line is a motto and maxim for life – the very positive energy we need at confused
moments. And the elegant imagery is so vividly presented that illustrations can
be easily drawn.
Kipling did not have an easy life with an abused childhood, failure at
school and deaths of his children. But he achieved fame quickly with his poems and stories. In 1907 he was
Nobel Prize for Literature.
The lines I love most are:If
you can dream - and not make dreams your master,If
you can think - and not make thoughts your aim;If
you can meet with Triumph and DisasterAnd
treat those two impostors just the same;
According to Kipling, to be successful in life, we have to dream but we
should not just stay dreaming. We have to make our dreams happen. Very often,
we indulge in thinking too much and acting too little. The consequence is
nothing ever happens!
Of course, we often lose our heads rejoicing when sailing is plain and
give up in desperation when faced with tragedies. But Kipling reminds us that
these moments always come and go as they are imposters. We only have to take
them easy and life will go on!
As I age, I have to agree to the wisdom of Kipling’s advice. Read the
poem and find a line that resonates with you!
Here is the link: http://www.poetryfoundation.org/poem/175772
April 15 2014 Tuesday
“If you are unfaithful to me once, I will pay you back tenfold!” said wife to husband!
This couple are in their forties and both are very concerned about
their looks. They take facial treatments including intrusive lazar sessions.
They visit the gym regularly and have their own coach. The wife has the fairest
complexion and the husband is the coolest guy in the profession.
The wife puts on the most expensive skin products and cosmetics
which she only washes off before going to bed and only when the lights are out.
She gets up earlier than the husband to make sure she has time for the morning
ritual. And yet, she still does not have faith in her own looks and worries
sick that one day when her beauty fades, she will be dumped. In her moment of
desperation, she declares the ultimatum!
What kind of a relationship is this? When romantic love is built on
looks and youthfulness, it can never last. We all know no matter how hard we
take care of our body, all that we can do is at best holding back the aging
process! We will still grow old and wrinkled and weak!
Are couples not to care for each other in health and sickness till
death parts them? Is this too good or too old-fashioned a vow for modern day
people? I don’t know. Call me traditional. When I make a choice, I will honour
it! I have never broken any commitment not in the past, not now and not in
April 12 2014, Saturday
Talents are people who can do what we can’t. Poets can put scenes vividly in words. They describe moods that we can only feel. Painters do dramatic works of portraits that photographers pale. Dancers present movements that make us doubt if their bodies are different from ours. Musicians compose pieces that move our heart and rock our body. Jewellers breathe life into rocks. Sculptors carve statues with lines that can show both strength and weakness.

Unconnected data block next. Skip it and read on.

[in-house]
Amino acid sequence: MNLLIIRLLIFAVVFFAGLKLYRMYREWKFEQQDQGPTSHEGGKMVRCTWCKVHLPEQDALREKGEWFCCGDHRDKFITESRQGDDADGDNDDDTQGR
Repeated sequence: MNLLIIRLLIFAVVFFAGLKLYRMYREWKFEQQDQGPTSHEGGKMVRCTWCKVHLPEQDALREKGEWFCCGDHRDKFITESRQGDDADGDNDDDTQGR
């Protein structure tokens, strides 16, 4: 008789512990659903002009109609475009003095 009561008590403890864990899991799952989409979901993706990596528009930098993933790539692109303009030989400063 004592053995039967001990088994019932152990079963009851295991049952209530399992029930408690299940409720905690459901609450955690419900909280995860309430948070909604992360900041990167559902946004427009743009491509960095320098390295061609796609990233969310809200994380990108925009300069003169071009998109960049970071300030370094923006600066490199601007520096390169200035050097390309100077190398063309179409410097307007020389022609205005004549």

I can go on the list because I have so much admiration for all these great people past and present that have immortalized beauty! I am not a talent. When I see a rainbow, I can but say “Oh! So pretty” And then the lyrics of “Somewhere over the rainbow” would come to my mind. When I watch the harbour view at night with all the sparkling lights, the famous jewellery pieces would be right there in front of my eyes. When I see the willow swaying by the brook, the few ballet performances I have watched would be presented once again just for me!
I who am not a talent am fortunate enough to live in a world where all the great masterpieces are only a click away.
Here you go – the most famous woman, Mona Lisa by Leonardo da Vince pained between 1503 – 1506.
April 11 2014, Friday
Parents of Teenagers
This is another MTR story.
I was at the Tsim Sha Tsui East Station going down the escalator to the platform for the train to Kowloon Tong on a Sunday afternoon. I couldn’t help overhearing the conversation of the middle-aged couple standing two steps behind me.
“I talked to Katie last night and she agreed! She promised she and David would only hold hands and no kisses!” said the woman, perhaps a mother.
“You actually believe her? Look at the TV drama she is watching – all the kisses and sex scenes!” exclaimed the man, perhaps a father.
“Well, what can we do! She is 15 and we cannot watch her all day long!” sighed the mother.
Children have been brought up in fairy tales of the prince and the princess and all the gossips about who is dating whom in the entertainment world! When a boy meets a girl, and this is happening every day in school, they are teased and in a way encouraged to start what they think is “dating”. Parents should be concerned but instead of stopping or reprimanding their children, they should broaden their social life such as joining weekend classes, hiking or other sports.
In Chinese, there is a saying: bringing up a child to a hundred years old, you worry for 99 years! There is so much truth in it except why not that 1 year too?
April 9 2014, Wednesday